"…without hope, without God, in the world." – Ephesians 2:12c
The material man is the man who believes that all that can be seen is all that there is. To this man there is no immaterial world; there is no world of spirits, or gods, angels or fairies. Psychology may be the study of the soul but there really is no soul. The material man may use the language of love or hate, of hope or despair, but at those times he is borrowing the language of a world in which he does not believe. For the world of the strict materialist is a world that is bleak: void of color, art, or dreams.
G.K. Chesterton, the quite brilliant English Roman Catholic writer of the early 20th century, in a book worth reading (Orthodoxy) writes,
Now it is the charge against the main deductions of the materialist that, right or wrong, they gradually destroy his humanity; I do not mean only kindness, I mean hope, courage, poetry, initiative, all that is human. For instance, when materialism leads men to complete fatalism (as it generally does), it is quite idle to pretend that it is in any sense a liberating force. It is absurd to say that you are especially advancing freedom when you only use free thought to destroy free will.
Fortunately, there are still enough remnants of reasonableness in most people that most people can see the end game of the material man. A world void of "hope, courage, poetry, initiative" is not a world that most people desire. So most understand and continue to believe that we are more than electrically charged chemicals and particles without meaning or direction or purpose. Most people continue to hang on to some vestiges of faith in something or Someone that is unseen, and that is greater than mere matter.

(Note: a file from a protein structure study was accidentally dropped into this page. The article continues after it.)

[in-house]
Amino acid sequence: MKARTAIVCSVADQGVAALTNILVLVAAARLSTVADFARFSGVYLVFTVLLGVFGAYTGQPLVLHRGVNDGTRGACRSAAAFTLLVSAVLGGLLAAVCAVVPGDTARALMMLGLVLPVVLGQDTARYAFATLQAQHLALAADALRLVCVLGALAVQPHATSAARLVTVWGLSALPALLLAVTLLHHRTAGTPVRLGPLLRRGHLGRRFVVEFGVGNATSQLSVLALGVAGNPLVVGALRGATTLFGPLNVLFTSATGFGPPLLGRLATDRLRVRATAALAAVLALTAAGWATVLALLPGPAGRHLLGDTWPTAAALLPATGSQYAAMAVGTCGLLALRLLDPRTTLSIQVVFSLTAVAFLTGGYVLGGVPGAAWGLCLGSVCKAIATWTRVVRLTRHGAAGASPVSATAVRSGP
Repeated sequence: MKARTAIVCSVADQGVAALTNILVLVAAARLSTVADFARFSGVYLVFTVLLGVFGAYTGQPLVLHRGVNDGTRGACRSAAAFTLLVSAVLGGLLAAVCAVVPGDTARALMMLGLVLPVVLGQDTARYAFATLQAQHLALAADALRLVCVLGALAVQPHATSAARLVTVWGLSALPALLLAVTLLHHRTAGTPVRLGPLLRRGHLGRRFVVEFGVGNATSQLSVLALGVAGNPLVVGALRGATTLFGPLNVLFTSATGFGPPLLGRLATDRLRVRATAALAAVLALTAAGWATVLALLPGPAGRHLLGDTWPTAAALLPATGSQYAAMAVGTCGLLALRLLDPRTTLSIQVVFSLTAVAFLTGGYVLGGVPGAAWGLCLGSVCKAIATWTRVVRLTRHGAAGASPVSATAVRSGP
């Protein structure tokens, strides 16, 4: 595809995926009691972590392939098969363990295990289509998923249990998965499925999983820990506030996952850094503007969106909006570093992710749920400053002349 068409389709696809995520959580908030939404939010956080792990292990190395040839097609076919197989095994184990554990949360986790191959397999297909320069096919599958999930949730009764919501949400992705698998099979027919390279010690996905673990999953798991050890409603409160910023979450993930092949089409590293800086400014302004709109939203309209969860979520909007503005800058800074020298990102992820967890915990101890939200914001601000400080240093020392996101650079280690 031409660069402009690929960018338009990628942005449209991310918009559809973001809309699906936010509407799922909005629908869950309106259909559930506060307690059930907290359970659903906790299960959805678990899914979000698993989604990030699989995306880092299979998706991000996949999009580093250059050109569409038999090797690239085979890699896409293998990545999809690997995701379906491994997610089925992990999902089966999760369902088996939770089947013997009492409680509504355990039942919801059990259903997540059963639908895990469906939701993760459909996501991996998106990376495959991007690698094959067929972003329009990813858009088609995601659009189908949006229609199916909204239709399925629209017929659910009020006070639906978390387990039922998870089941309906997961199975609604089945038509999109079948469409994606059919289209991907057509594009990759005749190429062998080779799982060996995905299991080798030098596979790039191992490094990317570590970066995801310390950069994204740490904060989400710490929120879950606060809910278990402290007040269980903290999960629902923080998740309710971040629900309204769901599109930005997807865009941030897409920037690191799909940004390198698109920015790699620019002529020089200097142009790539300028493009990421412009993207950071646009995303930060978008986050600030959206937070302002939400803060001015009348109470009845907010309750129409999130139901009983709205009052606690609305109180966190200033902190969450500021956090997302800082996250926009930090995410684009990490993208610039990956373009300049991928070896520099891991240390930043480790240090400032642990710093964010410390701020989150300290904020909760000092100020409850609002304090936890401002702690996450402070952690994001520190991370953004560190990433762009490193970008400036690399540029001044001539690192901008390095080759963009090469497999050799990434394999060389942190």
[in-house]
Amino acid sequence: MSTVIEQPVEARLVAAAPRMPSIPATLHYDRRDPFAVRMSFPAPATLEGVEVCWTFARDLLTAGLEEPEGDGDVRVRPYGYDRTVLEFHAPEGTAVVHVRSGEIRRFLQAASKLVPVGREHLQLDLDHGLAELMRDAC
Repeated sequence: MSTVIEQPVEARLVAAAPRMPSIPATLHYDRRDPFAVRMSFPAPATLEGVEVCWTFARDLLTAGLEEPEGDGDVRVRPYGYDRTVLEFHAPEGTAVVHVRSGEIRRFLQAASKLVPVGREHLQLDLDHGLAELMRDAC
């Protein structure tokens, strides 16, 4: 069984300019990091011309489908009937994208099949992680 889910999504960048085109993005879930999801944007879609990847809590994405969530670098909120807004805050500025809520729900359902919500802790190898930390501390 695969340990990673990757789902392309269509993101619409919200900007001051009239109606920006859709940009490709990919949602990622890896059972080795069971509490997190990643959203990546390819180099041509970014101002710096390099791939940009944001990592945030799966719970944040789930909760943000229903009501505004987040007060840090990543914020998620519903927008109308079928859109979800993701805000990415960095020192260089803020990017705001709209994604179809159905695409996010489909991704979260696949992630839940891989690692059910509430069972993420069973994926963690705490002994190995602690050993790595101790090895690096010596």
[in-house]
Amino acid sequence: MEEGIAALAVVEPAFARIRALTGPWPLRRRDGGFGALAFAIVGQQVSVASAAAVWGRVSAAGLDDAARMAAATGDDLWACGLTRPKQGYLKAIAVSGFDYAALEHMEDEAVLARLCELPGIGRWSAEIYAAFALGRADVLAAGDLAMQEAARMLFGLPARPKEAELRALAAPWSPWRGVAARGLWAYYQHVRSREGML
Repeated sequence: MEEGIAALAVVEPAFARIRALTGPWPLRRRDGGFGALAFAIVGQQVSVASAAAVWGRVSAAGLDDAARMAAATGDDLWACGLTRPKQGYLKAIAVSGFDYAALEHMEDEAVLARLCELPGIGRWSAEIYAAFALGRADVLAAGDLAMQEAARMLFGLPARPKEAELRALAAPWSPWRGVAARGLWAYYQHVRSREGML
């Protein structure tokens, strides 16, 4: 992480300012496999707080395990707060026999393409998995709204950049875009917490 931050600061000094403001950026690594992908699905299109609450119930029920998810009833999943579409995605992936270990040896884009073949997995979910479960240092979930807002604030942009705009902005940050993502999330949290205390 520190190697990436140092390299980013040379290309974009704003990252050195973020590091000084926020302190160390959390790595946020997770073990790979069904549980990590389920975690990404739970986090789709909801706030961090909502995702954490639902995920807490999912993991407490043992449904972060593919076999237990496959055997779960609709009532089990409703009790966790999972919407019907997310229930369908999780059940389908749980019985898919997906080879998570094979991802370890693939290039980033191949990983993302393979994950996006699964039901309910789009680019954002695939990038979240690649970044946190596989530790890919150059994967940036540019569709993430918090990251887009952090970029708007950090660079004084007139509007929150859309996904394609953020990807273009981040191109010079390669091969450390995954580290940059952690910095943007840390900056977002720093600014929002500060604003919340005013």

The Bible's message is, of course, that this Unseen One is God, the Creator and Sustainer of all that is (all that matter) and that we, his image bearers, are destined to an existence of eternal life in him. Jesus, God in the flesh, procured that destiny for us by his life, death and resurrection. Our having come to this realization and embracing it is what has opened our eyes to now see beyond the world of the strict materialist. C.S. Lewis wrote that once he moved from atheism to theism, suddenly it was as though the flowers were more beautiful, the colors more vivid, the sky more blue. Color, arts and dreams lie only in the world of the believer in that which cannot be seen.